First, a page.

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4.4 out of 5 stars247
4.4 out of 5 stars
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1 of 1 people found the following review helpful
TOP 500 REVIEWERon April 6, 2014
What a different book. I picked it up, knowing it had been around forever and I had a mild curiosity what it had in it. I've quoted Sun Tzu often enough, especially in the old Quote meme I used to host, but felt weird having never read the book.
Amazon had it free and that was my golden opportunity to read it and see exactly what I had been missing.
Aren't most philosophical statements just common sense told in parable? That's how I see them, and that was especially true in this book. Most of the points or statements Sun Tzu made, I felt were common sense if you just sat and thought about it.
I took time after each point/statement and thought hard about what it meant. Sometimes you didn't have to think hard at all, it was plain as day. Each one rang true, and each one was different from the last.
Look, I know we are not a world where every country is at war. But this book isn't just about fighting a war on land, it also touches on the wars we have within ourselves.
Sadly, I don't think everyone will 'get' this book. Nor will everyone enjoying reading it, but I did.
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1 of 1 people found the following review helpful
on August 27, 2003
What do Tony Soprano and Gordon Gekko have in common?
A. They are successful leaders
B. They are fictitious characters
C. They have been involved in illegal activities
D. They quote The Art of War by Sun Tzu
E. All of the above
Both the HBO character Tony Soprano and the Wall Street maverick played by Michael Douglas expounded on the wisdom found in The Art of War by Sun Tzu. Reading this short book will provide you with interesting quotes at cocktail parties, such as "In peace prepare for war, in war prepare for peace."
As you may be aware, The Art of War is not a recent edition to Amazon's list; it missed Amazon by 25 centuries. It is, however, a favorite of many contemporary executives who believe that its lessons on strategy and tactics of warfare may be applied metaphorically to business situations. In addition, since it is read and studied in Asia, it is thought by many to provide insight into eastern thought and philosophy, especially in business competition.
As a reference for leaders, it provides timeless advice for dealing with conflict, especially in competitive situations. For example it provides advice to:
End conflicts quickly: "In all history, there is no instance of a country having benefited from prolonged warfare."
Conduct research thoroughly: "The general who wins a battle makes many calculations in his temple before the battle is fought."
Build Esprit de Corps at all levels of the organization: "He will win whose army is animated by the same spirit throughout all its ranks."
Beware of five leadership faults: recklessness, cowardice, delicacy of honor, hasty temper, and over solicitude for subordinates.
By the way, the correct answer is "E".
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1 of 1 people found the following review helpful
on September 21, 2001
War is not really based on honor... or glory, or even whose right. It's all about conditions, who has the advantage and how to dishearten your opponents while making sure your own resources are protected. It tells you what to look for through hundreds of various quotes and snippets of advice. This book was not entirely by Sun Tzu, but a collection of famous tacticians through-out history. Each seem to add another element to the concept of how to win in conflict.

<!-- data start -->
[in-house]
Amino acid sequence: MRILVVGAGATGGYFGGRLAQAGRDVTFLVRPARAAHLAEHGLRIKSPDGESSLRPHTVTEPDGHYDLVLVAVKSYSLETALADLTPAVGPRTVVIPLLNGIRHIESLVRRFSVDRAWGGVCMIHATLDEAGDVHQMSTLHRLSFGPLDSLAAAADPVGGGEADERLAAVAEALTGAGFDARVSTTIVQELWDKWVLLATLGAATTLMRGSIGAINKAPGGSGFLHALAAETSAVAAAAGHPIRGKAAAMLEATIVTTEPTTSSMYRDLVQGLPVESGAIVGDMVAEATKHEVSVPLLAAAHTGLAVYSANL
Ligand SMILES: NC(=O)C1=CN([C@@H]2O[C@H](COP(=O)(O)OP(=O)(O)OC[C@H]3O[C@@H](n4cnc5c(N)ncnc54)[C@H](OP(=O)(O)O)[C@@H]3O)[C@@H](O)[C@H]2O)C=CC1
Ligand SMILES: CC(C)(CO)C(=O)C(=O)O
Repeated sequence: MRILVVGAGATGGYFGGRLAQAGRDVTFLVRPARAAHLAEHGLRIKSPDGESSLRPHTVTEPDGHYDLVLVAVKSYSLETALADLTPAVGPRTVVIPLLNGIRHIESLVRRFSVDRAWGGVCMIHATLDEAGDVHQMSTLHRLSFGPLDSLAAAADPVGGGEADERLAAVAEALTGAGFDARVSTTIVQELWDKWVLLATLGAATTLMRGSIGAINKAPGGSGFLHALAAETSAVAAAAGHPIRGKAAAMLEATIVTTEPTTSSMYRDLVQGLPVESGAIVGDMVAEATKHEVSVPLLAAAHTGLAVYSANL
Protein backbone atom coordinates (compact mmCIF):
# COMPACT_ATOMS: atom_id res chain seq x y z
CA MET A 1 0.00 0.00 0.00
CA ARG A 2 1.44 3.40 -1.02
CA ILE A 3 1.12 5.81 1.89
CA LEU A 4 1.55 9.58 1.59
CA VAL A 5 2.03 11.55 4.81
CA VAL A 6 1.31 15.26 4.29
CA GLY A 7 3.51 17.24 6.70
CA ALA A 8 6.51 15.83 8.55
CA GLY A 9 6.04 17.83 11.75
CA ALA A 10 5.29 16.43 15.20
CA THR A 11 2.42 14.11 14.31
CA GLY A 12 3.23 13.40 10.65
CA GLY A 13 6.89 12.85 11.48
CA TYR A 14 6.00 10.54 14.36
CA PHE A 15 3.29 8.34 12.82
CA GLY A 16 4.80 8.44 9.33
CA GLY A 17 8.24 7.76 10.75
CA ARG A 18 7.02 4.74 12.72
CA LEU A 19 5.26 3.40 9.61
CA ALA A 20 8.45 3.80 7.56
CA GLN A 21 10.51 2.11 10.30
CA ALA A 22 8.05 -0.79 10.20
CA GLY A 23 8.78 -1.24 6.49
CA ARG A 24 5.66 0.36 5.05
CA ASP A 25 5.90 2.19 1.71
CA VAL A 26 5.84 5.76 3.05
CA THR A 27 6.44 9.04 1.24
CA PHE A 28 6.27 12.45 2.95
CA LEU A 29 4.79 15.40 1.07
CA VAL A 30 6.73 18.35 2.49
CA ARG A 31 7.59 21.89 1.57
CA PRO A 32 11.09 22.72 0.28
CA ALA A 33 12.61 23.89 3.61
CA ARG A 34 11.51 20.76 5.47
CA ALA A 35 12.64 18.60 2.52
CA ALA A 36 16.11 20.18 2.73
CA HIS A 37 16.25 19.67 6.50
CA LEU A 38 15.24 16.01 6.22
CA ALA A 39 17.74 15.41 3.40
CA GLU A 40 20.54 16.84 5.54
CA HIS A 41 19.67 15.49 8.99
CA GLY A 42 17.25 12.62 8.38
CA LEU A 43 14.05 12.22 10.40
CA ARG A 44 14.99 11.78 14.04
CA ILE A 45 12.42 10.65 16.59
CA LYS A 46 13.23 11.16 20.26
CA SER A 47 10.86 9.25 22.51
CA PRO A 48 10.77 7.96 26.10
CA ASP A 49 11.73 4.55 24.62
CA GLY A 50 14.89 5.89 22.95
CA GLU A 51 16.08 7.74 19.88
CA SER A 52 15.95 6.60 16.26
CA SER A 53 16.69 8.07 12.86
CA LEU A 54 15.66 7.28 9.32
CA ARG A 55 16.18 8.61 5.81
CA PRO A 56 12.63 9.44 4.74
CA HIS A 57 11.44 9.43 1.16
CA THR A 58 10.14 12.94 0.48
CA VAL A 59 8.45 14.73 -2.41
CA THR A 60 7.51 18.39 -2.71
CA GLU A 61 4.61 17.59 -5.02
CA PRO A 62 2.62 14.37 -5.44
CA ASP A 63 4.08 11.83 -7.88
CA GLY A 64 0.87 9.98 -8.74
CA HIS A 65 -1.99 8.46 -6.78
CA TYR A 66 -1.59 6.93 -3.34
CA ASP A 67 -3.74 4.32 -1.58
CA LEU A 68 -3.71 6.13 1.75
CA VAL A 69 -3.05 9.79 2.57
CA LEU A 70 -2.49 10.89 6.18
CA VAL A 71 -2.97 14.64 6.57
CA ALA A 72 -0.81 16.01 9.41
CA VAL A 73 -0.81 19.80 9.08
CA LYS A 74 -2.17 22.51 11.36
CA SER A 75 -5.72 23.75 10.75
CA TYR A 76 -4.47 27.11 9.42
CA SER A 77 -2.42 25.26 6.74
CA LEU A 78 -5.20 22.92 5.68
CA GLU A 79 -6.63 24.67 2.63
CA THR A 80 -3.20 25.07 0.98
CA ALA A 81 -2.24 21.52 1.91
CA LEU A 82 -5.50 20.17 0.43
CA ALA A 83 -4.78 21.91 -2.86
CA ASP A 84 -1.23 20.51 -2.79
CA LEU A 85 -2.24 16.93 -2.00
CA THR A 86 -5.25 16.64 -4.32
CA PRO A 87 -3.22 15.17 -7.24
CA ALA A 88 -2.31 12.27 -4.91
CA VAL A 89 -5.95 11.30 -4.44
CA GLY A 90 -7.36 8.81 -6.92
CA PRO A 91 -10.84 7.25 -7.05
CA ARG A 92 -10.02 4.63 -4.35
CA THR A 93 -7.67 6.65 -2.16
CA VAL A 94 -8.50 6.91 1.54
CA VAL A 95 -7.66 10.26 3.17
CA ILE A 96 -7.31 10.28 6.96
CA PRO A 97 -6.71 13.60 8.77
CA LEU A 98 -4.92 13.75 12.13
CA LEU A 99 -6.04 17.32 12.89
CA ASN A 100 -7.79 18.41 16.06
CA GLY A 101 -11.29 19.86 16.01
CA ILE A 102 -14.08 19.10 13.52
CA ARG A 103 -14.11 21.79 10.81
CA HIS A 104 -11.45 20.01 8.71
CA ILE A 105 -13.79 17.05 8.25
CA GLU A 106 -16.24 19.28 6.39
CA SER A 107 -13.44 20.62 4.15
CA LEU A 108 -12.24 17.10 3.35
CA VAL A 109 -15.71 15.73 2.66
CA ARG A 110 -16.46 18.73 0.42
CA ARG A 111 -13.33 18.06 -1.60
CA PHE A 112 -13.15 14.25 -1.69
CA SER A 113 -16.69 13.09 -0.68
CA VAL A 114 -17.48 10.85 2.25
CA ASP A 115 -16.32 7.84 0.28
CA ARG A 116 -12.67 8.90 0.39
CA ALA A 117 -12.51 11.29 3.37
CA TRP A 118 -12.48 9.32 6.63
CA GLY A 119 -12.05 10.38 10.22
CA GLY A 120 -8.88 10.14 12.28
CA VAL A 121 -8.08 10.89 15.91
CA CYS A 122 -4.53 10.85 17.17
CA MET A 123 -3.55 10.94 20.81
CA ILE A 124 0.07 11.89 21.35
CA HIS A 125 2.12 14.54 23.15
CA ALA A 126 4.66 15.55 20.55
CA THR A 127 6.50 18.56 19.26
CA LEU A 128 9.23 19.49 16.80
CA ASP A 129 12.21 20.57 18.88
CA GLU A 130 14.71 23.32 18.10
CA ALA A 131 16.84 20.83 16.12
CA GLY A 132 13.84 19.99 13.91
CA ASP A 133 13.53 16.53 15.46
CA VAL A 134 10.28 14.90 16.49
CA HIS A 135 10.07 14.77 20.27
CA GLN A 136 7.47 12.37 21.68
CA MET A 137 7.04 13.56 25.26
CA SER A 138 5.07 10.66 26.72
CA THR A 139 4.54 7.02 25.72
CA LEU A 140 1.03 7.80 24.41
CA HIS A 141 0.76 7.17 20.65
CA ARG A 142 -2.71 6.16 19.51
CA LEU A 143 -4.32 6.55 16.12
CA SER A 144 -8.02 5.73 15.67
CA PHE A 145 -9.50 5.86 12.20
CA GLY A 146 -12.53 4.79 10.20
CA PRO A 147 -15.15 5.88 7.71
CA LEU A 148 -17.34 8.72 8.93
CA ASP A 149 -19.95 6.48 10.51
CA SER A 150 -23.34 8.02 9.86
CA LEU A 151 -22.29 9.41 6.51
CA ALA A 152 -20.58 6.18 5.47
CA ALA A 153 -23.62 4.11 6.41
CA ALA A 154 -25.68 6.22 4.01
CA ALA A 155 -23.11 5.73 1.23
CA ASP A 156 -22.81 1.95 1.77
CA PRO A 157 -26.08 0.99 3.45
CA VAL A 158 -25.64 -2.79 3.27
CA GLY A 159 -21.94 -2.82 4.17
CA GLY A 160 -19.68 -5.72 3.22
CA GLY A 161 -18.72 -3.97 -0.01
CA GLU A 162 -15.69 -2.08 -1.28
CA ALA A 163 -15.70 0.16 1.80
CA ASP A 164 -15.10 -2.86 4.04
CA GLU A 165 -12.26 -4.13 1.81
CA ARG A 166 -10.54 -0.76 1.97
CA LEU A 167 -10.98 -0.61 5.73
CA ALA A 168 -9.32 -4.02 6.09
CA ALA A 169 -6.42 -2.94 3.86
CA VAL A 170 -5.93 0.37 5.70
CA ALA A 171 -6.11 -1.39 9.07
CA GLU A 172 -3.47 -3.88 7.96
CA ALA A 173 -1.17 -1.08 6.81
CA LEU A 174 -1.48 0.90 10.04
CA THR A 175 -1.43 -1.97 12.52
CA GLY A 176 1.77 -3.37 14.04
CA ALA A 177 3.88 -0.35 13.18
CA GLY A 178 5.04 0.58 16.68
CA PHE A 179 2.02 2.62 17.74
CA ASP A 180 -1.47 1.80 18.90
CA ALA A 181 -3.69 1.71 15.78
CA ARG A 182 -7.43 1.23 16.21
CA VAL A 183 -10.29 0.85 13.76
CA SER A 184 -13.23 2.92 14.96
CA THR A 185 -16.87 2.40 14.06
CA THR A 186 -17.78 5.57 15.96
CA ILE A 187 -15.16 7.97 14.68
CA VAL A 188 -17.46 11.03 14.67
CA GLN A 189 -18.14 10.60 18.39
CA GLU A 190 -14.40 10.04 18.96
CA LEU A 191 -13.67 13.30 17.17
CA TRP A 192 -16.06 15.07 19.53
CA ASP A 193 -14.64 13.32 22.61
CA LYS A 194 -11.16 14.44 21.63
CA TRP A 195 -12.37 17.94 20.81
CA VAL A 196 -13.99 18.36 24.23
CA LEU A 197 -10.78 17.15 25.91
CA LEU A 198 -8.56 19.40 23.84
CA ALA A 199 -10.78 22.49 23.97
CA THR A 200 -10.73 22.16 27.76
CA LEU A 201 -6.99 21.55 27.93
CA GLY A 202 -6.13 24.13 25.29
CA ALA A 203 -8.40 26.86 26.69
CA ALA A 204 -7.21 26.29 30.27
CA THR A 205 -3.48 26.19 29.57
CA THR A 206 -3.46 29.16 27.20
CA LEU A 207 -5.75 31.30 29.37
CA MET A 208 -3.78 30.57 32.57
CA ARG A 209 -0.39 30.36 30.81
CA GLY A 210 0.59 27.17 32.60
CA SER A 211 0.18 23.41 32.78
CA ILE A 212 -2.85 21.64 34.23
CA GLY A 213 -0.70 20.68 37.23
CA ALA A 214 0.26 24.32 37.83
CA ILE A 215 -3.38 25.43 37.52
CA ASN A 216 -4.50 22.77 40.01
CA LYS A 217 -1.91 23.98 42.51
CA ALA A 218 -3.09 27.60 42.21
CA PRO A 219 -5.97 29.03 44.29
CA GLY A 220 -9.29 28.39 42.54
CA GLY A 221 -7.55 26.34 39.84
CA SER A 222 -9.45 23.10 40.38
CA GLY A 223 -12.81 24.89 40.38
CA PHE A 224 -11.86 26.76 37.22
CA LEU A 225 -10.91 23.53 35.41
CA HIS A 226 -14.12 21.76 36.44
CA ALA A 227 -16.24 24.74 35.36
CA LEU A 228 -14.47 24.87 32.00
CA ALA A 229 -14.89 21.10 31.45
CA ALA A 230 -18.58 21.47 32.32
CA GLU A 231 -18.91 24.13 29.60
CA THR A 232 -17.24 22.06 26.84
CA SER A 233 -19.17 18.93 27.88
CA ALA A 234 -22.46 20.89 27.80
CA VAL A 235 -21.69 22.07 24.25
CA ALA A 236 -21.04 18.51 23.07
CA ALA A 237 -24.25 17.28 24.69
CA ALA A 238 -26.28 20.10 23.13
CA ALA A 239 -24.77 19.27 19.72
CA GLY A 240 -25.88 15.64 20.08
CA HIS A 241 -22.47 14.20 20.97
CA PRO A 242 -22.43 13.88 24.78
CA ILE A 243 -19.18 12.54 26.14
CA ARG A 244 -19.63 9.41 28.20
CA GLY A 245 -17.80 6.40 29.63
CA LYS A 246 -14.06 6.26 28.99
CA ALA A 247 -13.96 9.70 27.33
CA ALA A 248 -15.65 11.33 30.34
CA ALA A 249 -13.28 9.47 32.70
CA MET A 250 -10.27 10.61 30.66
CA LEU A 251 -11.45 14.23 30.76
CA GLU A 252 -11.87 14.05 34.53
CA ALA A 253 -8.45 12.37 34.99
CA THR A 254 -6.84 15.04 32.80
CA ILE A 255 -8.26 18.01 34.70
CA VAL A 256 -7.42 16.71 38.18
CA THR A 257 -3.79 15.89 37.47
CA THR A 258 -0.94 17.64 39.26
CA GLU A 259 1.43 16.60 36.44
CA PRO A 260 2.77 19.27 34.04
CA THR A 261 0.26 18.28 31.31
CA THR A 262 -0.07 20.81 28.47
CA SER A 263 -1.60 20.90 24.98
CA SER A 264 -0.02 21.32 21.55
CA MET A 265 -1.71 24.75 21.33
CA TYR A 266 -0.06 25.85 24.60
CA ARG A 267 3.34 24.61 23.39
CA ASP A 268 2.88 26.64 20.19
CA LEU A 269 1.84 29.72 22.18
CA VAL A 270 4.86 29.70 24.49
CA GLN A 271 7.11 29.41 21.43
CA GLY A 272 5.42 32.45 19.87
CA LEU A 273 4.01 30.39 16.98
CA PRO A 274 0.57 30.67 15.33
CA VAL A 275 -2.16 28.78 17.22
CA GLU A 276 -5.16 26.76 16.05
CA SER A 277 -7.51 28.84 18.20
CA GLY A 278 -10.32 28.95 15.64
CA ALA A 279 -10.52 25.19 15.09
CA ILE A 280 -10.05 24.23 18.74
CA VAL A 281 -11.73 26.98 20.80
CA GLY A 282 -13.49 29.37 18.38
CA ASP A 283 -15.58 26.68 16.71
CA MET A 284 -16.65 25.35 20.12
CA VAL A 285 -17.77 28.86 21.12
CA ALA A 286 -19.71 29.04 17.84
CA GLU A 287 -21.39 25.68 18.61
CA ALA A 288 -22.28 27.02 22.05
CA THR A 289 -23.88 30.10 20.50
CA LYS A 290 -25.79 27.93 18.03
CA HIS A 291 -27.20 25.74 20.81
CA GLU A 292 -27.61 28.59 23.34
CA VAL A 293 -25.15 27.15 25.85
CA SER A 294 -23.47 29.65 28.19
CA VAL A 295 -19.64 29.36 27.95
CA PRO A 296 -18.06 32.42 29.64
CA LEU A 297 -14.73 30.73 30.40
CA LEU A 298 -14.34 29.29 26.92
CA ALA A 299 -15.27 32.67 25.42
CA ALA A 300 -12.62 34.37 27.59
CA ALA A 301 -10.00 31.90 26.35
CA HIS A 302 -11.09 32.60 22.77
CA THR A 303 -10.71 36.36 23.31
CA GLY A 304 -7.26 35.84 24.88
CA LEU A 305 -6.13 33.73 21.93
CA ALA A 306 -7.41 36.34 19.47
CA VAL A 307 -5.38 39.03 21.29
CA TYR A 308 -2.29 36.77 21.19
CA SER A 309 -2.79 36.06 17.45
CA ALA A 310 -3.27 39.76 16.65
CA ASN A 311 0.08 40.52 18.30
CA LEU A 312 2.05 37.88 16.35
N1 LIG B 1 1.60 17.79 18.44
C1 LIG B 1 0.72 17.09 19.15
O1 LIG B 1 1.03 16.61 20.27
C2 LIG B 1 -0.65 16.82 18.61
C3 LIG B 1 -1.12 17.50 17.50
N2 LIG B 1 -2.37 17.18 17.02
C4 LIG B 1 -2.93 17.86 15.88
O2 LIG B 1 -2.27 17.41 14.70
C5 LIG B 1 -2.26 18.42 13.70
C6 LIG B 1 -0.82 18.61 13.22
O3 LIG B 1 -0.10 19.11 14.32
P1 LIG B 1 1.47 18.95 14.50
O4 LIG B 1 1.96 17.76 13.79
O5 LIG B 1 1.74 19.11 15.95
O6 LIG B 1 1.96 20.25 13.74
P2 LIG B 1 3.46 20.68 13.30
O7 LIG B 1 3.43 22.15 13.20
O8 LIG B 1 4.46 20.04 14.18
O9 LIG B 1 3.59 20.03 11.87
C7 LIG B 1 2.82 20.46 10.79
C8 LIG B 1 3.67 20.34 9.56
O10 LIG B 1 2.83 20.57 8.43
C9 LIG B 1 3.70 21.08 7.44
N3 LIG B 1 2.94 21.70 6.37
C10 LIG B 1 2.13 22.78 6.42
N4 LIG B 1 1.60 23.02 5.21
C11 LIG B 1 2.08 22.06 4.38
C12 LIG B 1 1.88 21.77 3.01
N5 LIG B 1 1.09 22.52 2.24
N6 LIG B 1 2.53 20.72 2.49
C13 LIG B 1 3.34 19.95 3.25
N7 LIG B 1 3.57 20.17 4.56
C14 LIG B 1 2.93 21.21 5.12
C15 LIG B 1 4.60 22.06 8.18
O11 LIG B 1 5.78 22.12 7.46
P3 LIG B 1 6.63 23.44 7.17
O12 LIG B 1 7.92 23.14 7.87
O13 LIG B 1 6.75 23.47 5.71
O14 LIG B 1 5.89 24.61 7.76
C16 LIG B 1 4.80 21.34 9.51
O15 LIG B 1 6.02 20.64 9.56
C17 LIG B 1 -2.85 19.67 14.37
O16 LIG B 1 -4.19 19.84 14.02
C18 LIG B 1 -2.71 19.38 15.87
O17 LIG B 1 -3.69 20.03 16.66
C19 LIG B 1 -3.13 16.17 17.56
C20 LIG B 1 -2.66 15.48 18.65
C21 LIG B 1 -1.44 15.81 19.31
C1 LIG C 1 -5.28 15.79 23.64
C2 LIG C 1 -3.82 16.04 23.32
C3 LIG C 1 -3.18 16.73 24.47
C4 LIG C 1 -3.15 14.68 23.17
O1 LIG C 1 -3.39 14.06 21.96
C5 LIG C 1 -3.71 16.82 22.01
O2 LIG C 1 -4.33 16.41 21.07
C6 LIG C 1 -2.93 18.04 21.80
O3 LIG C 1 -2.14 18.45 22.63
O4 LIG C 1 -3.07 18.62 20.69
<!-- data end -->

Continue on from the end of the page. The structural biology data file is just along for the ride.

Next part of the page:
In life, you can see a little of this in each day... but just remember not too get too carried away. After all, even Sun Tzu himself said 'A battle not fought, is a battle won.' For broadening your perspective, I'd suggest adding this book to your collection as well as 'Open Your Mind, Open Your Life: A Little Book of Eastern Wisdom' by Taro Gold.
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1 of 1 people found the following review helpful
on April 30, 1997
I agree with fellow reviewers that this is a
classic for any situation or need... However,
given Cleary's history of mistranslations (such
as The Book of the Five Rings) I believe that
a translation from a modern author of Chinese origin (maybe even another westerner- but I doubt it) who is fluent in both English and Chinese would fare better with readers. (I've seen one - unfortunately I forgot the author's name)
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1 of 1 people found the following review helpful
on May 8, 2003
I don't really understand all the reviews about Sun Tzu's work. People saying that this one or that one is closer to the original; are there really that many experts in ancient Chinese out there. How can anyone say which is the best translation unless they are personally familiar with the original, in the original Chinese, and if that the case they should write their own version.
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on July 18, 2003
Without question, Sun Tzu's thirteen chapters on The Art of War are some the most definitive commentaries on waging armed conflict ever written, at least until Clausewitz came along, and even then you would have a hard time discounting the importance of Sun Tzu's thought. This is such an influential peice of writing that many people have read it as a management manual or business guide. This is the nature of many of the writings in this book; they are not only useful from a military standpoint, they are truly universal in their utility.
This translation is interesting, in that Griffith provides some discussion on the origin of the thirteen chapters and the era in which they were written. Also included is a small chapter on the influence Sun Tzu had on Mao, and the extent to which Sun Tzu influenced Chinese military (and political) thought right up to the present day.
The one thing that bothered me was the abundance of footnotes, which, while informative, broke up the writings so much it was difficult to maintain a fluid sense of thought. This was abviously written as an academic endeavor, and as such is annotized relentlessly. The commentaries in the text were useful at some points, redundant at others.
All in all, this is a good book, whether you're looking for self-help or military history.
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on March 17, 2003
This Review refers to the paperback edition of The Art of War as translated, introduced by Samuel B. Griffith and forwarded by B. Liddell Hart.